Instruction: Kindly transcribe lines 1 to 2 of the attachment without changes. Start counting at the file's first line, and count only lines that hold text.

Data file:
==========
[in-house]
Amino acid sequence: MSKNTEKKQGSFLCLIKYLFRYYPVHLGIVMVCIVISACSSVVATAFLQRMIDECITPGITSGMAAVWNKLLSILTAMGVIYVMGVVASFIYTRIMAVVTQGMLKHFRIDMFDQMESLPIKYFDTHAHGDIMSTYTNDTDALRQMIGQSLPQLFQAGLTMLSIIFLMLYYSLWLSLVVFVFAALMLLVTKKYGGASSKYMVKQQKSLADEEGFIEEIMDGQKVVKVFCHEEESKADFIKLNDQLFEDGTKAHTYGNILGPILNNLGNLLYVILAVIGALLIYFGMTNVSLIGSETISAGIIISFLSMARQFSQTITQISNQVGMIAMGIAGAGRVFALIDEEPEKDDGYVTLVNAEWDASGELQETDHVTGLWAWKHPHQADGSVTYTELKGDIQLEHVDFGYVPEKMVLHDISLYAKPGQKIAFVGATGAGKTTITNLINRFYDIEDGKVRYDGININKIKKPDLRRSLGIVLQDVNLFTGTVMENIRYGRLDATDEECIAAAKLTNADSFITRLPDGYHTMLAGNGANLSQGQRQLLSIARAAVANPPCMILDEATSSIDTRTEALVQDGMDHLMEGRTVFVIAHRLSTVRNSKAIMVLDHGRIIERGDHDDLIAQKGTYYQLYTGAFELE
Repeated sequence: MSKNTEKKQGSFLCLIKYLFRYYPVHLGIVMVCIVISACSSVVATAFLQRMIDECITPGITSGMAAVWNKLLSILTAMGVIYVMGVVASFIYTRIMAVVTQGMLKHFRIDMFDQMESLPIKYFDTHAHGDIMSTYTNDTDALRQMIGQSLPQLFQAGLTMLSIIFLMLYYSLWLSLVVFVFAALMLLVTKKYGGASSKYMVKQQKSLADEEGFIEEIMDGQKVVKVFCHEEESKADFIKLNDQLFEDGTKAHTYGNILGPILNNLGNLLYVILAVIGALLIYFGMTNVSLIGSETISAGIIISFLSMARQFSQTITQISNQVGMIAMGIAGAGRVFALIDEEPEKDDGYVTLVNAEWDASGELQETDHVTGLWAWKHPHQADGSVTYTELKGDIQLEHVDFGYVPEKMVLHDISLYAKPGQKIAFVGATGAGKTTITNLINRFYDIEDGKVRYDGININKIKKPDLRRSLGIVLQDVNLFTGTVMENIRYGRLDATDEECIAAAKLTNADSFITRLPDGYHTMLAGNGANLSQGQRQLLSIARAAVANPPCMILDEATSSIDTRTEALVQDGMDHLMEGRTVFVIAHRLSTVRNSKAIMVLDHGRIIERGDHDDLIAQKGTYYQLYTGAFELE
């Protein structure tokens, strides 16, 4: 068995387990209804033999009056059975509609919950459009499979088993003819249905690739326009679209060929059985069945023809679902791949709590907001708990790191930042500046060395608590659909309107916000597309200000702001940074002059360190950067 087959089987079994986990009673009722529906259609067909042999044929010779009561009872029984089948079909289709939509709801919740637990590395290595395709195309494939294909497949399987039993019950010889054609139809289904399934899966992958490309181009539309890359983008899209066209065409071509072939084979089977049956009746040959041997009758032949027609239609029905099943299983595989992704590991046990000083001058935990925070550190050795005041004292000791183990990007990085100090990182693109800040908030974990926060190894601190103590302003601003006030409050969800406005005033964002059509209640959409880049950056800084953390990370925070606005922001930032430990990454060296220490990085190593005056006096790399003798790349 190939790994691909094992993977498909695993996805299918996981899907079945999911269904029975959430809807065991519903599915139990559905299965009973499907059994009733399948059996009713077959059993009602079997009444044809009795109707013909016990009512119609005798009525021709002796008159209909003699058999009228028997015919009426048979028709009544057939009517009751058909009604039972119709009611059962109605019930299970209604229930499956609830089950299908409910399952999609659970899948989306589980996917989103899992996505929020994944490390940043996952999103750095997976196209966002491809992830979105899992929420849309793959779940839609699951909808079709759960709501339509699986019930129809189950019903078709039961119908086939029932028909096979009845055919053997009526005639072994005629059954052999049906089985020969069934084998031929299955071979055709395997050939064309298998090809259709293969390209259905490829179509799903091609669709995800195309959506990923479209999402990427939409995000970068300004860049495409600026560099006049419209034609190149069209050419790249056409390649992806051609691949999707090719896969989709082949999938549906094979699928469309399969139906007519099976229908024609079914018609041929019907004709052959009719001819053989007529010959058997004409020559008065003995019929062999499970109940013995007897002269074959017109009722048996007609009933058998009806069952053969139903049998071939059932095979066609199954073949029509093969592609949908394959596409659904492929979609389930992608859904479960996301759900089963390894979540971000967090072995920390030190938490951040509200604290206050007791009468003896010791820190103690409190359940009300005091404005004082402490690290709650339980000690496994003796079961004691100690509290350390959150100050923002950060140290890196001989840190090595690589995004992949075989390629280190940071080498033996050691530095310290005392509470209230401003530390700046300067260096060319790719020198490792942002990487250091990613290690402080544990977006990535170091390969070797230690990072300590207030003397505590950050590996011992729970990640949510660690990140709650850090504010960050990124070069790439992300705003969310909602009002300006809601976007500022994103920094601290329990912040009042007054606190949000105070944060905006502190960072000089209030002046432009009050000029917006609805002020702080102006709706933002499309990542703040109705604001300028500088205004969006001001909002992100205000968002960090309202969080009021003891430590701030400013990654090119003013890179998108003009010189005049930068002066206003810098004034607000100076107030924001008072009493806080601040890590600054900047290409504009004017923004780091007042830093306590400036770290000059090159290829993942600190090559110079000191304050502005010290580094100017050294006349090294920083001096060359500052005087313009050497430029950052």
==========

[in-house]
Amino acid sequence: MSKNTEKKQGSFLCLIKYLFRYYPVHLGIVMVCIVISACSSVVATAFLQRMIDECITPGITSGMAAVWNKLLSILTAMGVIYVMGVVASFIYTRIMAVVTQGMLKHFRIDMFDQMESLPIKYFDTHAHGDIMSTYTNDTDALRQMIGQSLPQLFQAGLTMLSIIFLMLYYSLWLSLVVFVFAALMLLVTKKYGGASSKYMVKQQKSLADEEGFIEEIMDGQKVVKVFCHEEESKADFIKLNDQLFEDGTKAHTYGNILGPILNNLGNLLYVILAVIGALLIYFGMTNVSLIGSETISAGIIISFLSMARQFSQTITQISNQVGMIAMGIAGAGRVFALIDEEPEKDDGYVTLVNAEWDASGELQETDHVTGLWAWKHPHQADGSVTYTELKGDIQLEHVDFGYVPEKMVLHDISLYAKPGQKIAFVGATGAGKTTITNLINRFYDIEDGKVRYDGININKIKKPDLRRSLGIVLQDVNLFTGTVMENIRYGRLDATDEECIAAAKLTNADSFITRLPDGYHTMLAGNGANLSQGQRQLLSIARAAVANPPCMILDEATSSIDTRTEALVQDGMDHLMEGRTVFVIAHRLSTVRNSKAIMVLDHGRIIERGDHDDLIAQKGTYYQLYTGAFELE